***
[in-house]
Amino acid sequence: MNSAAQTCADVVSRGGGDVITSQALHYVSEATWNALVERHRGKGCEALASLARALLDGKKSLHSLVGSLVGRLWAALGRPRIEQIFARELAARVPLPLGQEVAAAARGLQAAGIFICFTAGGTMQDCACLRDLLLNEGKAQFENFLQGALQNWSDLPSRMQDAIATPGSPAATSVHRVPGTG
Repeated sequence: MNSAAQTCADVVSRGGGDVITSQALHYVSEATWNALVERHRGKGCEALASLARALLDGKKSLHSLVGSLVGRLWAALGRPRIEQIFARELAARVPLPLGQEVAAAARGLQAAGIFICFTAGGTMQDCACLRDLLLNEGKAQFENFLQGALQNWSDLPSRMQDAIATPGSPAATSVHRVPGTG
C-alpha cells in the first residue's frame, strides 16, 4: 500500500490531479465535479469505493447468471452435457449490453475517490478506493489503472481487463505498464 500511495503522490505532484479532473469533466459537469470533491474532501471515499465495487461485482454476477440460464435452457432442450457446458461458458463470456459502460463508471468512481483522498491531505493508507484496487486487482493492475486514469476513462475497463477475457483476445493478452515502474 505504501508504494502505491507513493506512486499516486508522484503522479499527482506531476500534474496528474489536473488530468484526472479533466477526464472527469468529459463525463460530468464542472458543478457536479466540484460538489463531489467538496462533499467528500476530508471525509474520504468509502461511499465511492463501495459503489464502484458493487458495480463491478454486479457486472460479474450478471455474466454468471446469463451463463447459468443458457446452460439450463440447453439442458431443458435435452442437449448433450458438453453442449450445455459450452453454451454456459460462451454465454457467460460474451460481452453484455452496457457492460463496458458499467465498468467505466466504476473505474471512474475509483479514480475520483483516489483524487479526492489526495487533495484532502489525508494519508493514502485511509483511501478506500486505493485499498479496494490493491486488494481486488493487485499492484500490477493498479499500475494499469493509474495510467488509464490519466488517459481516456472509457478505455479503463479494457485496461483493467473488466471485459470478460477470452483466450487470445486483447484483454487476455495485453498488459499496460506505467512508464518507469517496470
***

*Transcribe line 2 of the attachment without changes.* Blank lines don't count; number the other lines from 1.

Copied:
Amino acid sequence: MNSAAQTCADVVSRGGGDVITSQALHYVSEATWNALVERHRGKGCEALASLARALLDGKKSLHSLVGSLVGRLWAALGRPRIEQIFARELAARVPLPLGQEVAAAARGLQAAGIFICFTAGGTMQDCACLRDLLLNEGKAQFENFLQGALQNWSDLPSRMQDAIATPGSPAATSVHRVPGTG